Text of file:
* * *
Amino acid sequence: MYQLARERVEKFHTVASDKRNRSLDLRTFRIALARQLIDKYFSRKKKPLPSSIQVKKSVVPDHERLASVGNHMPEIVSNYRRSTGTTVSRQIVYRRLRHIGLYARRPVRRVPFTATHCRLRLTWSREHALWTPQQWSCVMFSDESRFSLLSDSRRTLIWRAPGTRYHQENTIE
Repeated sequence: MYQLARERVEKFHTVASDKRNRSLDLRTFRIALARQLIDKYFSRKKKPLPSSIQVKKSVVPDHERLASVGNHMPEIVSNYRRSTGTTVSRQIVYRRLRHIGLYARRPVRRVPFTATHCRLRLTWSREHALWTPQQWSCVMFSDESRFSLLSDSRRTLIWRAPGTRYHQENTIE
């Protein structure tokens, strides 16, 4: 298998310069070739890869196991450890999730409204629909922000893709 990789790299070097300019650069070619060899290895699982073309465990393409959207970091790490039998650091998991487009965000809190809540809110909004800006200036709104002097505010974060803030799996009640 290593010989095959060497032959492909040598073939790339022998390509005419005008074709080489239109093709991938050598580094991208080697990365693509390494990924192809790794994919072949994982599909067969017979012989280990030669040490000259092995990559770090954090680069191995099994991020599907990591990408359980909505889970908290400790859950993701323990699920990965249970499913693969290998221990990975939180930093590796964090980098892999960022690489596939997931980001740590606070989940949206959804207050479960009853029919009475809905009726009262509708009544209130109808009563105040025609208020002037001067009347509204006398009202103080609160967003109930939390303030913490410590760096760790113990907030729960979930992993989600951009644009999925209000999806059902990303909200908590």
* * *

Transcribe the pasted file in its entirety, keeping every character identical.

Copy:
Amino acid sequence: MYQLARERVEKFHTVASDKRNRSLDLRTFRIALARQLIDKYFSRKKKPLPSSIQVKKSVVPDHERLASVGNHMPEIVSNYRRSTGTTVSRQIVYRRLRHIGLYARRPVRRVPFTATHCRLRLTWSREHALWTPQQWSCVMFSDESRFSLLSDSRRTLIWRAPGTRYHQENTIE
Repeated sequence: MYQLARERVEKFHTVASDKRNRSLDLRTFRIALARQLIDKYFSRKKKPLPSSIQVKKSVVPDHERLASVGNHMPEIVSNYRRSTGTTVSRQIVYRRLRHIGLYARRPVRRVPFTATHCRLRLTWSREHALWTPQQWSCVMFSDESRFSLLSDSRRTLIWRAPGTRYHQENTIE
């Protein structure tokens, strides 16, 4: 298998310069070739890869196991450890999730409204629909922000893709 990789790299070097300019650069070619060899290895699982073309465990393409959207970091790490039998650091998991487009965000809190809540809110909004800006200036709104002097505010974060803030799996009640 290593010989095959060497032959492909040598073939790339022998390509005419005008074709080489239109093709991938050598580094991208080697990365693509390494990924192809790794994919072949994982599909067969017979012989280990030669040490000259092995990559770090954090680069191995099994991020599907990591990408359980909505889970908290400790859950993701323990699920990965249970499913693969290998221990990975939180930093590796964090980098892999960022690489596939997931980001740590606070989940949206959804207050479960009853029919009475809905009726009262509708009544209130109808009563105040025609208020002037001067009347509204006398009202103080609160967003109930939390303030913490410590760096760790113990907030729960979930992993989600951009644009999925209000999806059902990303909200908590």